Prison Officers plea for new laws
Our NSW Public Service Association is advocating for the implementation of national laws to ensure the protection of officers using lethal weapons following the death of an inmate. NSW Public Service Association’s general secretary Stewart Little said while the case happened in his state there were implications for prison officers and other law enforcers nationally in use of force. Moving high-risk convicted criminals through the community for medical, legal or funeral attendance will need new laws to give officers confidence to use lethal force to prevent an escape he said.
A NSW Corrective Services officer, identified only as Officer A, was charged with murder after in March 2019 shooting dead prisoner Dwayne Johnstone who was attempting to escape custody during a visit to Lismore Hospital.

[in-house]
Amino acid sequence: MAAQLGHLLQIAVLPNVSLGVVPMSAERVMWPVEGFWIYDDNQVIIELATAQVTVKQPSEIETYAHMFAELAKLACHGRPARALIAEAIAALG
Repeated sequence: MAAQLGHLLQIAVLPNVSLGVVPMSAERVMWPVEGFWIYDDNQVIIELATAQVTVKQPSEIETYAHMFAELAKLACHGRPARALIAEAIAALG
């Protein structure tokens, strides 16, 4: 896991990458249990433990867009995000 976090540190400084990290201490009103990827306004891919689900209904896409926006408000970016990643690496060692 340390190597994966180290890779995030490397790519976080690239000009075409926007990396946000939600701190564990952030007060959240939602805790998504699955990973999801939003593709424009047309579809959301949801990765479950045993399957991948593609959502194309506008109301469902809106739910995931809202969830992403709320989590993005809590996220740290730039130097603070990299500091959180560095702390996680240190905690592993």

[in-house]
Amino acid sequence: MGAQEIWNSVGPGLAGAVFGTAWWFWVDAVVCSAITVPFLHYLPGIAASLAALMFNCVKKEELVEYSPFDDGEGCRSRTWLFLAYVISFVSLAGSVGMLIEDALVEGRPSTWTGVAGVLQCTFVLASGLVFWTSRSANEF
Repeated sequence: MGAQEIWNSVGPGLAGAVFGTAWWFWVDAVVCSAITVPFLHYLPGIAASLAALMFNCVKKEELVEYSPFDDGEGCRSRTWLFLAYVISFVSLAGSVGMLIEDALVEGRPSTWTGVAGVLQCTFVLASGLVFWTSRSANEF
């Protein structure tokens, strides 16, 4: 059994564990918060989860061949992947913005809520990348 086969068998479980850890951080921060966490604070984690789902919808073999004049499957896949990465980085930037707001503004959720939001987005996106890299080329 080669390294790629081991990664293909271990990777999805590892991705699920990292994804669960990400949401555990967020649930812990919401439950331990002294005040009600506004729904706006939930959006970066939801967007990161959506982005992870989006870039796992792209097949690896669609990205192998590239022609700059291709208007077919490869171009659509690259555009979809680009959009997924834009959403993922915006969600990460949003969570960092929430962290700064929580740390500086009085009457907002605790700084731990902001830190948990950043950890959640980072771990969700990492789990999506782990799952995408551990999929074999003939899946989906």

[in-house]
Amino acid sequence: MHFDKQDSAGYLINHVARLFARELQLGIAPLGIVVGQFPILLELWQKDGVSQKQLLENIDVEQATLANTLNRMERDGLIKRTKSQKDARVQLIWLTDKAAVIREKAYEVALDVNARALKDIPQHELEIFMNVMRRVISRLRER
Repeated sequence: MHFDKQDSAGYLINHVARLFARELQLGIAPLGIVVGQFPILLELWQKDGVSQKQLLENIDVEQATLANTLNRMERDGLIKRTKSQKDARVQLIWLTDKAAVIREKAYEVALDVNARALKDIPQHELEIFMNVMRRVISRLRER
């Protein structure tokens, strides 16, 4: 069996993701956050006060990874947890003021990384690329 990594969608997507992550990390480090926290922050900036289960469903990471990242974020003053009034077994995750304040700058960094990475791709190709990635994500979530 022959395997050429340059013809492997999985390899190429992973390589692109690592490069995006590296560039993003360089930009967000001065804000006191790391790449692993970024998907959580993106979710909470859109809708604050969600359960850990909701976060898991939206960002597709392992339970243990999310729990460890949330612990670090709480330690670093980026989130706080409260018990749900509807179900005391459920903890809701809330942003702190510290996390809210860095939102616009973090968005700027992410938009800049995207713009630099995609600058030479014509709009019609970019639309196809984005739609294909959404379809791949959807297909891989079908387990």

Johnstone was a violent offender with a long criminal history including knifing a female police officer in Victoria and was on remand for cattle prodding a man in NSW. Officer A was found not guilty last month with a jury finding he had acted within the laws governing the use of force.
But Mr Little said police found he had no case to answer but the fact he was charged with murder by a Director of Public Prosecutions (DPP) demanded national laws to protect officers doing their job.
There was also a similar case in Victoria several years ago in which that officer was also eventually exonerated.